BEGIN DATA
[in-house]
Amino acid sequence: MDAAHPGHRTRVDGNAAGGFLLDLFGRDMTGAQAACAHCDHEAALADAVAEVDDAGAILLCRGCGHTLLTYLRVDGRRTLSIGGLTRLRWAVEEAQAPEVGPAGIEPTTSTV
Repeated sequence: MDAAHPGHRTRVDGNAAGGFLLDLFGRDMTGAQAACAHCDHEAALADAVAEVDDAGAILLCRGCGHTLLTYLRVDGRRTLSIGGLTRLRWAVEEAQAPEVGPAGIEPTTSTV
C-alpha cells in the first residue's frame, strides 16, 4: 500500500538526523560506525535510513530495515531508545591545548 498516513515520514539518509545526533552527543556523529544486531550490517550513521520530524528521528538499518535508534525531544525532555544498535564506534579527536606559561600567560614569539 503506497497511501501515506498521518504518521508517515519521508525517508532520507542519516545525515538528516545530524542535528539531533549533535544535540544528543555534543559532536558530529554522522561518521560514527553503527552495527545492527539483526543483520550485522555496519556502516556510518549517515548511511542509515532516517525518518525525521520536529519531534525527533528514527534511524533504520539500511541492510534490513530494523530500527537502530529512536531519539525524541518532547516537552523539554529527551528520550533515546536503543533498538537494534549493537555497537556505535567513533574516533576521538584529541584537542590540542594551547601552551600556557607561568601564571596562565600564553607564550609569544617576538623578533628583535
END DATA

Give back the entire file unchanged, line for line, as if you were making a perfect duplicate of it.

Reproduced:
[in-house]
Amino acid sequence: MDAAHPGHRTRVDGNAAGGFLLDLFGRDMTGAQAACAHCDHEAALADAVAEVDDAGAILLCRGCGHTLLTYLRVDGRRTLSIGGLTRLRWAVEEAQAPEVGPAGIEPTTSTV
Repeated sequence: MDAAHPGHRTRVDGNAAGGFLLDLFGRDMTGAQAACAHCDHEAALADAVAEVDDAGAILLCRGCGHTLLTYLRVDGRRTLSIGGLTRLRWAVEEAQAPEVGPAGIEPTTSTV
C-alpha cells in the first residue's frame, strides 16, 4: 500500500538526523560506525535510513530495515531508545591545548 498516513515520514539518509545526533552527543556523529544486531550490517550513521520530524528521528538499518535508534525531544525532555544498535564506534579527536606559561600567560614569539 503506497497511501501515506498521518504518521508517515519521508525517508532520507542519516545525515538528516545530524542535528539531533549533535544535540544528543555534543559532536558530529554522522561518521560514527553503527552495527545492527539483526543483520550485522555496519556502516556510518549517515548511511542509515532516517525518518525525521520536529519531534525527533528514527534511524533504520539500511541492510534490513530494523530500527537502530529512536531519539525524541518532547516537552523539554529527551528520550533515546536503543533498538537494534549493537555497537556505535567513533574516533576521538584529541584537542590540542594551547601552551600556557607561568601564571596562565600564553607564550609569544617576538623578533628583535